The National Museum of Women in the Arts is one of my favourite museums in Washington, D.C. Although it is a relatively small gallery, they do a fantastic job of showcasing female artists throughout history, and I highly recommend making a visit. I loved their recent social media campaign which asked the question, "Can you name five women artists?", to highlight the gender bias that is so prevalent in the art world - both in the United States and internationally.
The campaign inspired me to reflect on how women are shockingly overlooked in the world of graphic design as well. Can you name five women graphic designers? I strongly suspect that the average person would struggle to list more than one name, and as a female graphic designer I find that very disheartening.
In this blog post I will be answering the question myself and, to be honest, I found it quite a challenge as well. When I think back to my studies while earning my degree in graphic design, I'm almost certain that we never learned about any female graphic designers, even though the majority of students in my class were women. Sadly, this might not be that unusual: at the internationally acclaimed London art school Central Saint Martins, 70% of their graphic design students are women (compared with 50% in the late 1990s), however only 30% of the graphic designers covered in the curriculum are female (I found this statistic here).
So, without much further ado, here are my five women graphic designers:
1. Lora Lamm
Lora Lamm was a Swiss graphic designer born in 1928 who studied at the Zurich School of Arts and Crafts before immigrating to Italy in 1953. She was a major contributor to the Milanese design style of the 50s and 60s, creating work for La Rinascente (a major Milanese department store), Pirelli, Elizabeth Arden (cosmetics), Olivetti and other Italian companies. She was the head of the creative department at La Rinascente from 1958-1962 and went on to partner at Frank C. Thiessing, BSR., handling exhibition and packaging design and freelancing.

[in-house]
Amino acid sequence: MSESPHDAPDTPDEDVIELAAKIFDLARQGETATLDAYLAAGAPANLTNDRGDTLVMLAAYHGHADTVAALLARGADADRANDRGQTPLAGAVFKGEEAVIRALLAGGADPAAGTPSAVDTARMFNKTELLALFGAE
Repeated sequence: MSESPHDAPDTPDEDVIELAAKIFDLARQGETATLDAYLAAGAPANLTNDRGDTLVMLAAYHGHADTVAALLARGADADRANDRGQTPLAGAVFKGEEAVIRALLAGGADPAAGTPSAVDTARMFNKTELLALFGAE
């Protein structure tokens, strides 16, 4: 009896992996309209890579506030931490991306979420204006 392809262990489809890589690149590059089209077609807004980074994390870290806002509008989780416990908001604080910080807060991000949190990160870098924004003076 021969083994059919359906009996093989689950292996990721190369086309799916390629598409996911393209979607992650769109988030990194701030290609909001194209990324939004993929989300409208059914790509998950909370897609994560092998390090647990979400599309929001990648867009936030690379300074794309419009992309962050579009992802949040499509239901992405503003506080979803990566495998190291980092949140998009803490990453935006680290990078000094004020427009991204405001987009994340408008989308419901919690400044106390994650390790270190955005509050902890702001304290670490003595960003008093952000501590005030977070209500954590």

2. Cipe Pineles
Cipe Pineles was born in Austria in 1903. She graduated from Pratt Institute in 1929 and became assistant to M.F. Agha, then art director of Condé Nast publications in 1932. Working with Agha on the design of Vogue and Vanity Fair, Pineles learned how to be an editorial designer. She went on to become the first female art director of Glamor magazine in 1942 and during WWII she art directed and put her distinctive mark on Seventeen magazine as well. Pineles left Seventeen to go to Charm magazine, then became an art director for Mademoiselle, and in 1961, she became an independent consultant designer and teacher of design. Pineles taught editorial design at Parsons School of Design up until the mid 1980s. She was the first woman in the New York Art Directors club and the first woman to be inducted into their Hall of Fame in 1975.
3. Paula Scher
Paula Scher is probably one of the most famous women graphic designers I can think of. For good reason, as she was the first female Principal at Pentagram. I really recommend this interview with her if you want to find out more about her.
4. Betty Willis
Betty Willis is best known as the designer of the famous 'Welcome to Fabulous Las Vegas' sign. She was one of the city's first commercial artists and started her career in the 1940's designing newspaper ads for Vegas shows. In the early 1950's she began designing neon signs, two of which were the Blue Angel motel sign and the Moulin Rouge casino sign. I really recommend this very amusing New York Times interview which she gave when she was 81-years old, it shows you what a firecracker she must have been!
5. Jacqueline Casey
Jacqueline Casey was hired in 1955 by the Massachusetts Institute of Technology (MIT) to design their summer sessions materials. She quickly became an important figure in MIT's pioneering Office of Design Services which was among the first in the nation to hire a designer to represent it graphically. Casey was director of the Office of Design Services from 1972 to 1989 before retiring and becoming a visiting design scholar at the MIT Media Laboratory. She was a woman in a man’s world, not only in the publications office, but also in the MIT community that served as her clientele.